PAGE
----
Manilkara zapota

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Manilkara zapota Chikoo Fruit Tree Plants Nursery Growers

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Botanical Name: Manilkara zapota

Common Name: Chikoo Trees, Sapodilla Trees, Chiku Trees,

Manikara zapota is coomonly known as Chiku / Chikoo. It produces chicle fruits, which are round or oblong in shape. Trees of chiku plants are evergreen in nature and bears green foliage.

A superb shade, street (where falling fruit will not be a problem), or fruit tree, Sopadilla reaches a height of 45 feet
with a 40-foot spread. The smooth, dark, and glossy, six-inch-long evergreen leaves are clustered at the tips of twigs and the small, cream-colored solitary flowers appear in the leaf axils throughout the year. The four-inch-wide, scurfy brown fruits have a juicy, sweet, yellow-brown flesh and ripen to softness in spring and summer. The flower-to-fruit period is about ten months. The bark and branches, when injured, bleed a white latex which is the source of chicle, the original base for chewing gum. The trunk on older specimens is flaky and quite attractive, and flares at the base into numerous surface roots.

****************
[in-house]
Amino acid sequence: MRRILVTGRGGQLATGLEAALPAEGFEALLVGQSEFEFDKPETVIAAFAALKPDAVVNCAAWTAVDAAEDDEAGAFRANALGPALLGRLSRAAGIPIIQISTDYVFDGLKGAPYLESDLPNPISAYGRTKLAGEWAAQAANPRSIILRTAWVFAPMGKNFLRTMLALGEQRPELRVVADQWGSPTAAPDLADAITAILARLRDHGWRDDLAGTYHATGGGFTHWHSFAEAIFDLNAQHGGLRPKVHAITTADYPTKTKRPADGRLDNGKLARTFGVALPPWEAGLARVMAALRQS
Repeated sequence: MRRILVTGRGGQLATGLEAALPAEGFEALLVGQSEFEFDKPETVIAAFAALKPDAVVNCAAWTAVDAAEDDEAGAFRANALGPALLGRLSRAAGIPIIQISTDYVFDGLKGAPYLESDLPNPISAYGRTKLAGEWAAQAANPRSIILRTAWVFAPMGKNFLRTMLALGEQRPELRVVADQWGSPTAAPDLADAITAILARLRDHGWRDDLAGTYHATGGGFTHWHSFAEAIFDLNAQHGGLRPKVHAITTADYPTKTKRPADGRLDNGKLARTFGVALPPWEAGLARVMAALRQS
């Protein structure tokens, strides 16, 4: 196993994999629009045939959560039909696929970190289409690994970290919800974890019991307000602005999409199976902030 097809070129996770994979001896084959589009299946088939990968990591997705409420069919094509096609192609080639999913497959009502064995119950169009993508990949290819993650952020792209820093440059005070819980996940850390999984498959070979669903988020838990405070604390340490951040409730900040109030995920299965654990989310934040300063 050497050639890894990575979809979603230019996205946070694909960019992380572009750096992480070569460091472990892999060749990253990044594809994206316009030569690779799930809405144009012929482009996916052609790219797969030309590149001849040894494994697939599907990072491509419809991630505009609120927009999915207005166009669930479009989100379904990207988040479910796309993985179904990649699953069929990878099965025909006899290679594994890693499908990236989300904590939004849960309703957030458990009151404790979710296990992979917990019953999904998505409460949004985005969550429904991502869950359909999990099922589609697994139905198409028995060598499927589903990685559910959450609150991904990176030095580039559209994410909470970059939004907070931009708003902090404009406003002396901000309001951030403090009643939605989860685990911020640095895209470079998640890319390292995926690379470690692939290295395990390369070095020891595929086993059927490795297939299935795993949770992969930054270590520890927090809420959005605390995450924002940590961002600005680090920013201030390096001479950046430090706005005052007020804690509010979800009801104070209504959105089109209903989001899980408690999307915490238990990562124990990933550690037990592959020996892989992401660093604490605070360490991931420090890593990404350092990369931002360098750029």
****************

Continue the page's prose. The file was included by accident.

Requiring full sun for best growth and form, Sopadilla is a tough tree tolerating a variety of poor soils but will grow better on well-drained soils. It has a good salt tolerance and is very drought and wind-resistant, enduring hurricanes very well. Thinning the very dense crown will help to increase grass and other plant growth beneath the crown and increase wind tolerance. These traits make it ideal for seaside locations. The trunk and roots grow quite large on older specimens, so locate no closer than about eight to ten feet from sidewalks and curbs. It makes a superb specimen tree for a large residential landscape or commercial landscape.
A central trunk often develops with little training. It dominates the young tree forming a pyramidal-shaped
canopy. Improper pruning practices such as topping, forms many clustered leaders and can shorten the life of the tree. Superior fruit cultivars are available: `Prolific’, `Brown Sugar’, `Modello’, and `Russel’.
Manilkara bahamensis , the Wild Dilly, is native to the Florida Keys and has less desirable fruit.
Propagation is usually by seed, with superior varieties being
veneer-grafted.

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Young Plants

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